Updated: Mar 2
Type the words “books about writing” into the Amazon search tool and hundreds of books will pop up. Buyer beware however; all books on the craft of writing are not created equal. Some are rehashes of the same information that has been passed around for years, others are littered with bad information or with platitudes that sound nice but offer no practical applications.
Ask your favorite writers group what the best craft book is and you will likely get an overwhelming list of books with a few titles suggested more than others. Stephen King's much lauded book, On Writing, that serves as part lesson book and part biography, is popular among writers. Another name you’re likely to see listed several times is K.M. Weiland. An accomplished author and successful business woman, she has published nine historical and speculative fiction novels and is well known in writing circles for her series of nonfiction books about the craft of writing.
Recently, I read her book Outlining Your Novel - Map Your Way to Success, and it forever changed the way I approach outlining and planning. Her concepts are presented in an easy to read and understand style that makes them approachable to everyone. She easily connects the concepts in her book with practical tips and tools to implement them in your writing. Some writing books spend too much time on theory, motivational quotes or purple prose. Weiland manages to stick to the topic at hand without ever becoming boring by using precise language and focusing on only one aspect of the craft in each book. The wisdom she imparts is well worth the cost of the book.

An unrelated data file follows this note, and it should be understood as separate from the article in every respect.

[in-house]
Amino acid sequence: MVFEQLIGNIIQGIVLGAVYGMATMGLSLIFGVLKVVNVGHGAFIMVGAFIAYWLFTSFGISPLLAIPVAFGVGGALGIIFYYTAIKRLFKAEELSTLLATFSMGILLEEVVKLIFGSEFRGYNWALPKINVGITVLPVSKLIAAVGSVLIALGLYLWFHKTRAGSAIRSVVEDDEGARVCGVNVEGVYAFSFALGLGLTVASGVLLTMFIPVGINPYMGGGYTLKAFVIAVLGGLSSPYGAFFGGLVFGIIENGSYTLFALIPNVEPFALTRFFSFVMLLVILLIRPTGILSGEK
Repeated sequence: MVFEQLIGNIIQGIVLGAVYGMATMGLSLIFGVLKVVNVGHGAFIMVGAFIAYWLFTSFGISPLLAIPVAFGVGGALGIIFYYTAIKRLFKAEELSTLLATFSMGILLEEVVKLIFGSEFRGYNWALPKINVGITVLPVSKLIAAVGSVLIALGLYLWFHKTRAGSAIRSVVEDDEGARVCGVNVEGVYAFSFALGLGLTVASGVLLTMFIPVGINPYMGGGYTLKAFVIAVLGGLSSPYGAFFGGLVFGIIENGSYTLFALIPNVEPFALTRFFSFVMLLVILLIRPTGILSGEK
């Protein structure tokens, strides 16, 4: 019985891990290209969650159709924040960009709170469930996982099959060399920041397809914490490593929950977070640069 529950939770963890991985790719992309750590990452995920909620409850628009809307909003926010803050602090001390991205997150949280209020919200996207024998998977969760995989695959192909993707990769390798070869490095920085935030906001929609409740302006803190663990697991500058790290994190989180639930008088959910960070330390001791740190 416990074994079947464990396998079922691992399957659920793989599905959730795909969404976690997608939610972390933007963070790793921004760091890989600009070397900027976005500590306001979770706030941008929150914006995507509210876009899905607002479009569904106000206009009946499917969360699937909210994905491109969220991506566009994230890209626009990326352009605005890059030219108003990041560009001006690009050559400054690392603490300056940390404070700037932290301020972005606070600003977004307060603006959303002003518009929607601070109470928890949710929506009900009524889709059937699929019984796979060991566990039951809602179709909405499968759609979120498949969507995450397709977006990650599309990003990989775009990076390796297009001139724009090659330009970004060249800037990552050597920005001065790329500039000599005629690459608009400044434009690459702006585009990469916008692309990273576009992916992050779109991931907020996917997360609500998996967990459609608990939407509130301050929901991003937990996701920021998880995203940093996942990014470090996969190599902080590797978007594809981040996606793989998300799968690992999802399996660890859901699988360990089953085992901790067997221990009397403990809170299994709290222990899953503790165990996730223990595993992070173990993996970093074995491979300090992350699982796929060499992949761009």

"Right now, you're slitting the packing tape and opening the box that holds your story. You'll be discovering the beautiful and disparate parts inside that box and learning how they fit together." -- K.M. Weiland
Outlining Your Novel contains great practical tips like using calendars to keep track of your timeline. There are also simple questions meant to invoke your muse and get you thinking about your novel in a new way. This quick read will show you how to create an outline that is flexible and doesn’t restrict the creative flow.
Weiland has also created a companion workbook to take you from idea to completed outline. The book and workbook contain the same information with a different format. Looking back, I could have purchased just the workbook and not the paperback. However, the book is so helpful that I am happy to have it in my library for referencing later. I will be using this book for years to come.
Rachel Kolodziej enjoys writing in different genres although her favorites are horror and anything with supernatural characters. She led The Red Herrings to victory for two years in the Writer’s Workout Team Games and hopes to emerge victorious from the Individual Games as well. You can follow her on Twitter @RachelsWorldx2.